One of the four now former officers involved in Mr. Floyd’s harrowing murder, Derek Chauvin, has been charged with 3rd degree murder and manslaughter, but the other three remain free. This does not guarantee that in a court of law justice will be served, especially if the media continue to criminalise Mr Floyd. Previous cases have not set an encouraging precedent in such circumstances and officials were incredibly slow in bringing any charges at all.

 

It is so easy in the 21st Century, with all the current affairs streaming instantly into our pockets, for cases such as this one to lose its social relevance outside of those directly affected. After all we are in the midst of a deadly global pandemic and presidential campaign season. Our focus is so quickly drawn to some other situation, which is so convenient for a system that doesn’t actually want to punish its officials for their deadly white supremacy. Mr Floyd will stay in the minds of the Minneapolis and wider Black American communities long after he is no longer trending of social media and the rioting has stopped, the burnt out buildings repaired, and the looted stores restocked. However, it is up to us, those of us who support our Black friends in their struggle to keep cases like this fresh in the minds of white people.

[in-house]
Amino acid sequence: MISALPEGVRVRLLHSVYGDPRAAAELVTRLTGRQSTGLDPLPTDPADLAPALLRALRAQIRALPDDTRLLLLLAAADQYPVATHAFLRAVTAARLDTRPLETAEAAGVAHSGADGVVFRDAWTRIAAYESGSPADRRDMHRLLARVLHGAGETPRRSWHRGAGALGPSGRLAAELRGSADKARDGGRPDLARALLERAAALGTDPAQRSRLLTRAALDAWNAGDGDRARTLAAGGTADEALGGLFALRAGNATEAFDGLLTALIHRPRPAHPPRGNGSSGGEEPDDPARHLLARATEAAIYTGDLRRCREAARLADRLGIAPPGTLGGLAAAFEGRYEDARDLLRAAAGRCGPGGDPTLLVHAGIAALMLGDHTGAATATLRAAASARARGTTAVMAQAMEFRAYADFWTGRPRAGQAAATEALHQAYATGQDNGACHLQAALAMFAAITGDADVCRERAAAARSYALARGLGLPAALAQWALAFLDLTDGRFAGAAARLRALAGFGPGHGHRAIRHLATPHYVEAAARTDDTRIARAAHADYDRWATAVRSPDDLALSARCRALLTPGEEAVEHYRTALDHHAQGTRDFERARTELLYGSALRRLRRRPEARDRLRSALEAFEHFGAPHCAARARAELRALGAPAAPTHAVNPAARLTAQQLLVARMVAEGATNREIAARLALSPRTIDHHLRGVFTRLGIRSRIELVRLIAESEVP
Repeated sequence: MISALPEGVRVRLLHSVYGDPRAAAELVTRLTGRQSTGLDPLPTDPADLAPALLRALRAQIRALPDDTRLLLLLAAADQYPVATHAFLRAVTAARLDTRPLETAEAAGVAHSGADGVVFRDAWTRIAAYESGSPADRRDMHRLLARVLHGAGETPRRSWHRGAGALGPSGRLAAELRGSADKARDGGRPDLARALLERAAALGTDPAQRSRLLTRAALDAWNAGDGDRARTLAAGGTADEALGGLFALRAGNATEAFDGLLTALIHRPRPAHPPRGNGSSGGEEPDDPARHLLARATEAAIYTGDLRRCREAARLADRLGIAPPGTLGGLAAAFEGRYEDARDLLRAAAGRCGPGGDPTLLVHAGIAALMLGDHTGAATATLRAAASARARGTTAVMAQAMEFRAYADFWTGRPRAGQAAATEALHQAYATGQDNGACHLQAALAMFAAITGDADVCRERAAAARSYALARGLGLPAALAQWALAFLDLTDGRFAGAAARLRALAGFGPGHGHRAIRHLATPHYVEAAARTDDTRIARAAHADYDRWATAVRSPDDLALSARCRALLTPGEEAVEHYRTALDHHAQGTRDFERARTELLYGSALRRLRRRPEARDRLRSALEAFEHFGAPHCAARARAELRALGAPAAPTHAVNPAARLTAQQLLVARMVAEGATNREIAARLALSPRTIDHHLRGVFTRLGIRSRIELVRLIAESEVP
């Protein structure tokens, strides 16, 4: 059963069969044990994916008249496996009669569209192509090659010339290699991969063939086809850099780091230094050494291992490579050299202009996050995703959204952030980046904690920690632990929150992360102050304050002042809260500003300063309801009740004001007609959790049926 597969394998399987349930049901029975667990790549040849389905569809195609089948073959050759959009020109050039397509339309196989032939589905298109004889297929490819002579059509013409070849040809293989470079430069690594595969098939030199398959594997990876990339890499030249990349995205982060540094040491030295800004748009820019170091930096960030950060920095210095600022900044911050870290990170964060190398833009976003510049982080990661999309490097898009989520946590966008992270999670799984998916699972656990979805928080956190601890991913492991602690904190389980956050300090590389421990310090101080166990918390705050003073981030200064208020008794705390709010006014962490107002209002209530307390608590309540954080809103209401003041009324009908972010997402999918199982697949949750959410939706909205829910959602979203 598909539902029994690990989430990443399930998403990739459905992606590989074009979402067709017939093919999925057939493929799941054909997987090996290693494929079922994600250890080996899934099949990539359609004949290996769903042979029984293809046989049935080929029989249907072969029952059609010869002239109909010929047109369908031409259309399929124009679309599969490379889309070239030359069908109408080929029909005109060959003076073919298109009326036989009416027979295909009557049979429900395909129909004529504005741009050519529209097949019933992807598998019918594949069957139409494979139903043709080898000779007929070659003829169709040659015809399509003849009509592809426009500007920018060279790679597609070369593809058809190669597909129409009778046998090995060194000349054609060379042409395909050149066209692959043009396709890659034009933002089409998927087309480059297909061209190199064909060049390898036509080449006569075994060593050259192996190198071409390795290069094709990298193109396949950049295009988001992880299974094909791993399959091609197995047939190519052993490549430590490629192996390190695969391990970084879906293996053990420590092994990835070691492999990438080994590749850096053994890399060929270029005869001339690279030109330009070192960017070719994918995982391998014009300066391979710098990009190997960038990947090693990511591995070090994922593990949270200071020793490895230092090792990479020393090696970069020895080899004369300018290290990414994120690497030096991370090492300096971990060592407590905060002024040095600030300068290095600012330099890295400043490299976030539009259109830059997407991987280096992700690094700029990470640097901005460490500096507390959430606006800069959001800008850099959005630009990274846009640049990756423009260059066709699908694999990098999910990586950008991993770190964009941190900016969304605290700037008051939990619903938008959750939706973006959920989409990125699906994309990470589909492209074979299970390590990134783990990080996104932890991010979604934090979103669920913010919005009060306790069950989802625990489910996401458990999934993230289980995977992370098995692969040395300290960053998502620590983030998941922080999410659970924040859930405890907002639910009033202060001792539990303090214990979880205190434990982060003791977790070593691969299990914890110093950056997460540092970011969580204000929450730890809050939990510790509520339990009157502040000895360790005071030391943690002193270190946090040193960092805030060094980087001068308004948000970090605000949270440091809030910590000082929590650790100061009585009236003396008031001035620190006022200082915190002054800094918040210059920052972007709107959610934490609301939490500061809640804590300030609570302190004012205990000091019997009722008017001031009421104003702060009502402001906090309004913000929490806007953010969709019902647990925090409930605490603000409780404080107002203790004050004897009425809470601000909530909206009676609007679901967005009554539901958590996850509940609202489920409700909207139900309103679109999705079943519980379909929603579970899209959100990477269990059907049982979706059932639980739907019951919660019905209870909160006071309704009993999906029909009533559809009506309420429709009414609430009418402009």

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Copyright 2020 Cynthia Alease Smith, Ed.D.